When trucking accident victims take their cases to court, they must show that they were injured, that the defendant’s wrongful actions caused the injuries, and that their injuries support their claim for financial damages. In my work as an attorney representing semi truck accident victims here in St. Louis, I know this can be just as vital as proving who caused the crash, because juries can perceive a lack of strong support for damages as greed. In Galloway v. Horne Concrete Construction, the plaintiff argued to the Fourth U.S. Circuit Court of Appeals that he needed a new trial because his trial court had wrongly excluded important evidence establishing that his damages claim was warranted. The jury ultimately found for Galloway, but awarded fewer damages than needed to treat his serious back injuries from a tractor-trailer crash. The Fourth Circuit ultimately agreed to the new trial on damages only.
Galloway was a self-employed long-haul trucker. On the day of his crash, he stopped for traffic near Baltimore. Another tractor-trailer stopped safely behind him, but a third truck, a dump truck driven by an employee of Horne, rear-ended the rear big rig at fairly high speeds, pushing it into Galloway’s rig and in turn pushing that truck into the one in front. (A fifth vehicle was also affected.) Galloway’s truck was totaled in the crash, and he began feeling back pain later that day. Doctors ultimately found a herniated disc in his back and performed surgery, with physical therapy and painkillers both before and after. Galloway eventually sued.
Before trial, Horne moved to exclude depositions from Galloway’s doctors, who were designated as fact witnesses. The magistrate spontaneously ruled that the back injuries required expert testimony under Maryland law. She excluded all testimony from the surgeon and agreed with Horne that without this testimony, Galloway couldn’t prove permanent injuries. The magistrate also barred Galloway from testifying about any of his medical treatment, because she felt the accident wasn’t adequately connected to his injuries. As a result, the jury did not consider future economic damages or medical bills, and awarded Galloway only $125,000.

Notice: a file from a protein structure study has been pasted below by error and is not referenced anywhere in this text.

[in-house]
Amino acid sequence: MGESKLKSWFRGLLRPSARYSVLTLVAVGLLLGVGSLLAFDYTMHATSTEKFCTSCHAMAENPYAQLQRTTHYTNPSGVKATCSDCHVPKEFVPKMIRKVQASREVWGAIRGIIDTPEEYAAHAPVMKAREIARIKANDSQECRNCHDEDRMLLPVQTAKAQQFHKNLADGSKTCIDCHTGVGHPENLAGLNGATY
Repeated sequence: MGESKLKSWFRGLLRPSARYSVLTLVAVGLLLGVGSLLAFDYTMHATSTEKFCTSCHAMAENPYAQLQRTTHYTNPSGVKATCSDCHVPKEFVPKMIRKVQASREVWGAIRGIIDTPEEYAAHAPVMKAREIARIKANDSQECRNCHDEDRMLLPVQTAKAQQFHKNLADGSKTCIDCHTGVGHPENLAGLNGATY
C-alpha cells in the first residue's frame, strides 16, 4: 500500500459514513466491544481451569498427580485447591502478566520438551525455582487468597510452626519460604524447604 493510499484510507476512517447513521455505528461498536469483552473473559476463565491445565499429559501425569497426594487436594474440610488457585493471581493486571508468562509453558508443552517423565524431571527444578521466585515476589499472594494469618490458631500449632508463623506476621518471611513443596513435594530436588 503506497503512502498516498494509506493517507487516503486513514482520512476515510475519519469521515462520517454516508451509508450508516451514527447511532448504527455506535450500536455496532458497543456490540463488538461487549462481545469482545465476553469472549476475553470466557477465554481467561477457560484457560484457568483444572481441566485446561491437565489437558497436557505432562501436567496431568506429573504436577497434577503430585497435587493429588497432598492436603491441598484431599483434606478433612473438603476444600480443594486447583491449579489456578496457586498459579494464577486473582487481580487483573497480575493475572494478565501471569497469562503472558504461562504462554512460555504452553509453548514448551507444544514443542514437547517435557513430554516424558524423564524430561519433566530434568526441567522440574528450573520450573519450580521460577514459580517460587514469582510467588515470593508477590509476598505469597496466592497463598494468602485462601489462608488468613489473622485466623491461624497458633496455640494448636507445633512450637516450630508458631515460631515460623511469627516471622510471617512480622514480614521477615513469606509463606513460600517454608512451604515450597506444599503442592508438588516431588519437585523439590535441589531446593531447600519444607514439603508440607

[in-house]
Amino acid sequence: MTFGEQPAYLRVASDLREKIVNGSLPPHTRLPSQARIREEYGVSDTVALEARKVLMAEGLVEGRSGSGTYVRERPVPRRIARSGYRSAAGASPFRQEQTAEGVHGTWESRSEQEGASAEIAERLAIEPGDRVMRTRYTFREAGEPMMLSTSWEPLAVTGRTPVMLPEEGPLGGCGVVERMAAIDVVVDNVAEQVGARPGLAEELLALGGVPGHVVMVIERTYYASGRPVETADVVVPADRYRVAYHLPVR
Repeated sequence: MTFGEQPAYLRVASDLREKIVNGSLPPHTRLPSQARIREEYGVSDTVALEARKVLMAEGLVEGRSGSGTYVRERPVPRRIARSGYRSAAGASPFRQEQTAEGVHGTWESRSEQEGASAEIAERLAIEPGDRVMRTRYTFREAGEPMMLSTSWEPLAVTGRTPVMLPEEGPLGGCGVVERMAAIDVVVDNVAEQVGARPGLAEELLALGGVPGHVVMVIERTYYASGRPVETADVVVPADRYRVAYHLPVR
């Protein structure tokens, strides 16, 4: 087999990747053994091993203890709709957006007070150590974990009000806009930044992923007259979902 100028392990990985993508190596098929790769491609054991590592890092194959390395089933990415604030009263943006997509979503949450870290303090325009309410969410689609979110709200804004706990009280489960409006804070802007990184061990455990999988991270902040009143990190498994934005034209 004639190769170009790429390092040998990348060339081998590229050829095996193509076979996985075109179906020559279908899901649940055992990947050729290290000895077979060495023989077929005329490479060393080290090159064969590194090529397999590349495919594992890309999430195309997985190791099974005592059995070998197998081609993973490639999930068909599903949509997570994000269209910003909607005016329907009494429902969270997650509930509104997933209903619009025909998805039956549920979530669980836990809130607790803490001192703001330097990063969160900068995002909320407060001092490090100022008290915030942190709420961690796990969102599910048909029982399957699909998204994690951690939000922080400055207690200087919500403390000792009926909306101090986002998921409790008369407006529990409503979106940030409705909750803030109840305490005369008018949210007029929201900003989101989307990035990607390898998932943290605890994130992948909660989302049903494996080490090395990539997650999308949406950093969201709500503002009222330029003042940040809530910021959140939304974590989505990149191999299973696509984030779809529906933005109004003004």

Galloway’s appeal sought a new trial on damages only, arguing that the magistrate wrongly excluded evidence that prevented the jury from fully evaluating his damages. The Fourth Circuit ultimately agreed. Galloway’s injury clearly falls into an exception in Maryland law to the expert witness requirement: it developed right after the crash, causation was clearly apparent, and common knowledge or observation is adequate: no expert testimony is required to establish that being rear-ended by a tractor-trailer can cause back injuries. Thus, the Fourth said, the court erred as a matter of law by excluding the doctors’ testimony. Furthermore, the error was not harmless; the excluded bills alone would almost double Galloway’s damages. Thus, it vacated and remanded for a damages-only retrial.
If the court hadn’t ordered a new damages trial, it could have put Maryland accident victims on a different, and worse, footing than victims in other states. Here in Missouri and southern Illinois, where our big rig accident lawyers practice, plaintiffs don’t need to present expert testimony linking their injuries to their accidents. Testimony from their treating doctors as fact witnesses (or common sense, as the Fourth observed) is generally sufficient. That’s a good thing for plaintiffs, because expert witnesses add a substantial extra layer of expense and time to the case. The seriously injured people and grieving families that we represent at Carey, Danis & Lowe don’t need more barriers standing in between them and a fair financial recovery.
If you or someone in your family suffered a very serious injury in an accident with an 18-wheeler that was someone else’s fault, you should call the experienced attorneys at Carey, Danis & Lowe. You can contact us through our website or call 1-877-678-3400 today.
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